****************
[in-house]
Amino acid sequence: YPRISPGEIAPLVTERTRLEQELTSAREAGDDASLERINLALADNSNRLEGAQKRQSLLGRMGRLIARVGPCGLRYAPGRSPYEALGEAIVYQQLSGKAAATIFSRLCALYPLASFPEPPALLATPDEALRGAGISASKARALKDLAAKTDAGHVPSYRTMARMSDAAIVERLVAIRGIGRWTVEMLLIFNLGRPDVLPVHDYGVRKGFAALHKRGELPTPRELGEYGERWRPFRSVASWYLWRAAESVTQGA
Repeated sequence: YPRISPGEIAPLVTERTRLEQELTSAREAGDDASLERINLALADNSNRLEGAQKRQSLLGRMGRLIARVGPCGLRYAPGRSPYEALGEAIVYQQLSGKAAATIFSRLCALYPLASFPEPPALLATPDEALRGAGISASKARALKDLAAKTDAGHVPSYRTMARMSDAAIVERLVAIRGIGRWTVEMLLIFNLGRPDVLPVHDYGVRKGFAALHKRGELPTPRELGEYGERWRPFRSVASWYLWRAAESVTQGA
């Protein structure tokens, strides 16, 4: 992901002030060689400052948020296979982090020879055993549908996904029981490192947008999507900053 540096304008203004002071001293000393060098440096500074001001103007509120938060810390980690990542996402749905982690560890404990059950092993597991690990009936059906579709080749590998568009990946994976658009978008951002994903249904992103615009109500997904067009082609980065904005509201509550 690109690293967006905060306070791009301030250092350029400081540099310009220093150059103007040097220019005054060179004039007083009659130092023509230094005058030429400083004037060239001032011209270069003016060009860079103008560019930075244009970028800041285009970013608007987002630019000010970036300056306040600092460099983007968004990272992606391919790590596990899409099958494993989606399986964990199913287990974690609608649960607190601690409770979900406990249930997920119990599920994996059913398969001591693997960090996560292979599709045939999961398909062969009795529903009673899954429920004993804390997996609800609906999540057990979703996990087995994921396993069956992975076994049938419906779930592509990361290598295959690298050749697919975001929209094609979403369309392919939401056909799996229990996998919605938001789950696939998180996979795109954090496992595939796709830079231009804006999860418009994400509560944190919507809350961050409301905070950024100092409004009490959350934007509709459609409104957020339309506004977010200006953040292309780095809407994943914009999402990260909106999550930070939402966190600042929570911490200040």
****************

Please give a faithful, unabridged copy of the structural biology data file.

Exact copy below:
[in-house]
Amino acid sequence: YPRISPGEIAPLVTERTRLEQELTSAREAGDDASLERINLALADNSNRLEGAQKRQSLLGRMGRLIARVGPCGLRYAPGRSPYEALGEAIVYQQLSGKAAATIFSRLCALYPLASFPEPPALLATPDEALRGAGISASKARALKDLAAKTDAGHVPSYRTMARMSDAAIVERLVAIRGIGRWTVEMLLIFNLGRPDVLPVHDYGVRKGFAALHKRGELPTPRELGEYGERWRPFRSVASWYLWRAAESVTQGA
Repeated sequence: YPRISPGEIAPLVTERTRLEQELTSAREAGDDASLERINLALADNSNRLEGAQKRQSLLGRMGRLIARVGPCGLRYAPGRSPYEALGEAIVYQQLSGKAAATIFSRLCALYPLASFPEPPALLATPDEALRGAGISASKARALKDLAAKTDAGHVPSYRTMARMSDAAIVERLVAIRGIGRWTVEMLLIFNLGRPDVLPVHDYGVRKGFAALHKRGELPTPRELGEYGERWRPFRSVASWYLWRAAESVTQGA
């Protein structure tokens, strides 16, 4: 992901002030060689400052948020296979982090020879055993549908996904029981490192947008999507900053 540096304008203004002071001293000393060098440096500074001001103007509120938060810390980690990542996402749905982690560890404990059950092993597991690990009936059906579709080749590998568009990946994976658009978008951002994903249904992103615009109500997904067009082609980065904005509201509550 690109690293967006905060306070791009301030250092350029400081540099310009220093150059103007040097220019005054060179004039007083009659130092023509230094005058030429400083004037060239001032011209270069003016060009860079103008560019930075244009970028800041285009970013608007987002630019000010970036300056306040600092460099983007968004990272992606391919790590596990899409099958494993989606399986964990199913287990974690609608649960607190601690409770979900406990249930997920119990599920994996059913398969001591693997960090996560292979599709045939999961398909062969009795529903009673899954429920004993804390997996609800609906999540057990979703996990087995994921396993069956992975076994049938419906779930592509990361290598295959690298050749697919975001929209094609979403369309392919939401056909799996229990996998919605938001789950696939998180996979795109954090496992595939796709830079231009804006999860418009994400509560944190919507809350961050409301905070950024100092409004009490959350934007509709459609409104957020339309506004977010200006953040292309780095809407994943914009999402990260909106999550930070939402966190600042929570911490200040």